3. Syntax

4. Functional pragmatics (e.g., how the settings will alter the pragmatic function and form

of the discourse)

5. Sentence boundaries

6. Linguistic structure and principles of English, American Sign Language (and other

languages) used during the interpretation

7. Appropriate word choice

Skill in:

1. Expanding volume of lexicon (size of lexicon)

2. Using appropriate register

3. Using appropriate mouth movements

4. English word articulation (phonologic parameters)

5. Commanding English derivational (morphologic) marking (verb/noun)

6. Using affect

7. Using discourse boundaries (e.g., phrasing, phrase, sentence and

discourse/paragraph/chunk level)

8. Using inflective intonation morphology (nuances of meaning)

9. Applying sentence boundaries

10. Inflection/intonation

11. Articulating the linguistic structure and principles of English, American Sign Language

used during the interpretation

12. Recognizing why communication breaks down if or when it does, and moving to make

necessary adjustments, if appropriate

13. Integrating the consumerís lexical preference for terminology when expressed

Task 10B

Comprehend English proficiently to construct an equivalent message in the target

language, including appropriate vocabulary choice, tone, grammar, syntax,

appropriate use of register, pausing, rhythm, intonation, pitch, and other supra-segmental

features.

Knowledge and Skill Statements

Knowledge of:

1. Phonemic structure

2. Morphologic structure (e.g., semantics)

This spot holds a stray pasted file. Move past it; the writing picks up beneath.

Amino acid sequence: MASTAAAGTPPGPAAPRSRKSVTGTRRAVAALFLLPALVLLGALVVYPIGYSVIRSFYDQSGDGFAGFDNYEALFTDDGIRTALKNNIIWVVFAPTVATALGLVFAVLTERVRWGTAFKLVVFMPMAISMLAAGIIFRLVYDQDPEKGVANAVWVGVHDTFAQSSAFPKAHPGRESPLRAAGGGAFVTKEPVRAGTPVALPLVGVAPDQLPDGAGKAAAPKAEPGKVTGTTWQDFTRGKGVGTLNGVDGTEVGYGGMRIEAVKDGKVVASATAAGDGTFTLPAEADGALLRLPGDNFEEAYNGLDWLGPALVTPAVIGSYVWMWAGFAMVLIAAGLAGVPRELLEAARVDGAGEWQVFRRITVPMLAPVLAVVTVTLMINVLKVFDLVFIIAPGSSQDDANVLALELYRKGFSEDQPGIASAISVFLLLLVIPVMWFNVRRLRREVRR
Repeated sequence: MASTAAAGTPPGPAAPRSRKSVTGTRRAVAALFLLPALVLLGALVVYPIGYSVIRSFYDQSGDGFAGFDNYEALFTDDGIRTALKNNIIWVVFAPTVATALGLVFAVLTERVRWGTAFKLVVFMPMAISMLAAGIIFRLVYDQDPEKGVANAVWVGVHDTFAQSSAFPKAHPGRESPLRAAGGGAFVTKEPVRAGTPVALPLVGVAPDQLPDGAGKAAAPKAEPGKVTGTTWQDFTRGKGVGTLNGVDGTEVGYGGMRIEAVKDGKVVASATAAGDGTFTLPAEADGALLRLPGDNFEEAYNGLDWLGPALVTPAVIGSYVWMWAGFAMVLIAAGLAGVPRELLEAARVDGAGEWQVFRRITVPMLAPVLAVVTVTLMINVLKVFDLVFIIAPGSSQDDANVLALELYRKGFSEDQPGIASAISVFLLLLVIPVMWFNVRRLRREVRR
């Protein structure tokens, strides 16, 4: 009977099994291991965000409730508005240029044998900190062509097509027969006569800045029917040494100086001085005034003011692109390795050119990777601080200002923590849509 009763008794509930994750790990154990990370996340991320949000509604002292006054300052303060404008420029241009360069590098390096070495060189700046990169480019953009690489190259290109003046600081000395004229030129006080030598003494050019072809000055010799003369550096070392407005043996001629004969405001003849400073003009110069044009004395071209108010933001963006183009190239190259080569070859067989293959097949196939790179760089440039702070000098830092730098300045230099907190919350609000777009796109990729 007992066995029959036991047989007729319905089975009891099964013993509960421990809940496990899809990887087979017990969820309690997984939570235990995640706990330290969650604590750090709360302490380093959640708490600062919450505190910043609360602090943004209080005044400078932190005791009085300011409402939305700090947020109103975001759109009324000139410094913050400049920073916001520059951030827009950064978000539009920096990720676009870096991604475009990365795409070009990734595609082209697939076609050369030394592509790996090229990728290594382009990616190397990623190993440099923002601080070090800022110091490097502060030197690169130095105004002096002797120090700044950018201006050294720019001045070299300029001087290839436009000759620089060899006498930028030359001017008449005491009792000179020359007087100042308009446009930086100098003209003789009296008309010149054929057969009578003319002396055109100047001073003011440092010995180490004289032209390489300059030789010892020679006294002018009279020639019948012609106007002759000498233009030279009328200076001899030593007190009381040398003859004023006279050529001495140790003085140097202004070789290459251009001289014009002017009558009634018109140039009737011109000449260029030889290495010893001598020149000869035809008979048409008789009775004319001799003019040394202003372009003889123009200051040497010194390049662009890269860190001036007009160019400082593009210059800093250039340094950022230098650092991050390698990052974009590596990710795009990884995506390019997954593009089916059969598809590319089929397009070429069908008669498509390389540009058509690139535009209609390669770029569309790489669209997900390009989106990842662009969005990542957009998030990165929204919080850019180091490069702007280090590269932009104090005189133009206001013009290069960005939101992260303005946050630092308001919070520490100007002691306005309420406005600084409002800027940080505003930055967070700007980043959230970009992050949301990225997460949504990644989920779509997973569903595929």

3. Syntax

4. Functional pragmatics (e.g., how settings alter the pragmatic function and form of

discourse)

5. Linguistic structure and principles of English, American Sign Language (and other

languages) used during the interpretation

Skill in:

1. Using the lexicon (size of lexicon)

2. Comprehending the register

3. Comprehending appropriate mouth movements

4. Comprehending English word articulation (e.g., phonologic parameters)

5. Comprehending English derivational (morphologic) marking (verb/noun)

6. Recognizing affect

7. Comprehension of discourse boundaries (e.g., phrasing, phrase, sentence and

discourse/paragraph/chunk level)

8. Comprehending inflective intonation morphology (nuances of meaning)

9. Recognizing sentence boundaries

10. Inflection/intonation

11. Recognizing why communication breaks down if or when it does, and moving to make

necessary adjustments, if appropriate

12. Recognizing the consumerís lexical preference for terminology when expressed